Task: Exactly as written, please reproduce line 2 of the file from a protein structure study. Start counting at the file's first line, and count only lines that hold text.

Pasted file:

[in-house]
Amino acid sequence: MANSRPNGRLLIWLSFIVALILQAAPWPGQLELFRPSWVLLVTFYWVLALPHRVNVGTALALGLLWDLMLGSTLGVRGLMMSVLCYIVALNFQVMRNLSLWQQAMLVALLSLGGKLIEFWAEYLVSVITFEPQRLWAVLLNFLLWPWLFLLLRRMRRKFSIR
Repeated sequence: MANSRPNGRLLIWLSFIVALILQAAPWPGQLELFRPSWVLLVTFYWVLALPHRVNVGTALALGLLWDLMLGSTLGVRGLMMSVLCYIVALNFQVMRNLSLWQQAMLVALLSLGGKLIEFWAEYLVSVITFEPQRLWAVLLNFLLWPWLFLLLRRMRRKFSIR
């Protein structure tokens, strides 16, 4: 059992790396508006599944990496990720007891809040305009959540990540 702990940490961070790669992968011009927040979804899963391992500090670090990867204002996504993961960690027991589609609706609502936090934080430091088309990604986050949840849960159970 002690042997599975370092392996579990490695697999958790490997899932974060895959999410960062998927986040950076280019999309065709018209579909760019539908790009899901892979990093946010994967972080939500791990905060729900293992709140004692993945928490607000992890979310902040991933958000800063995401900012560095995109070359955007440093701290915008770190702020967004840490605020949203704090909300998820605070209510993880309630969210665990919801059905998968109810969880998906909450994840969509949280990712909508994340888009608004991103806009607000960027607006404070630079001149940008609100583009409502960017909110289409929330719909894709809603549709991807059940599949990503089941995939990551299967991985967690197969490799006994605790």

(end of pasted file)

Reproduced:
Amino acid sequence: MANSRPNGRLLIWLSFIVALILQAAPWPGQLELFRPSWVLLVTFYWVLALPHRVNVGTALALGLLWDLMLGSTLGVRGLMMSVLCYIVALNFQVMRNLSLWQQAMLVALLSLGGKLIEFWAEYLVSVITFEPQRLWAVLLNFLLWPWLFLLLRRMRRKFSIR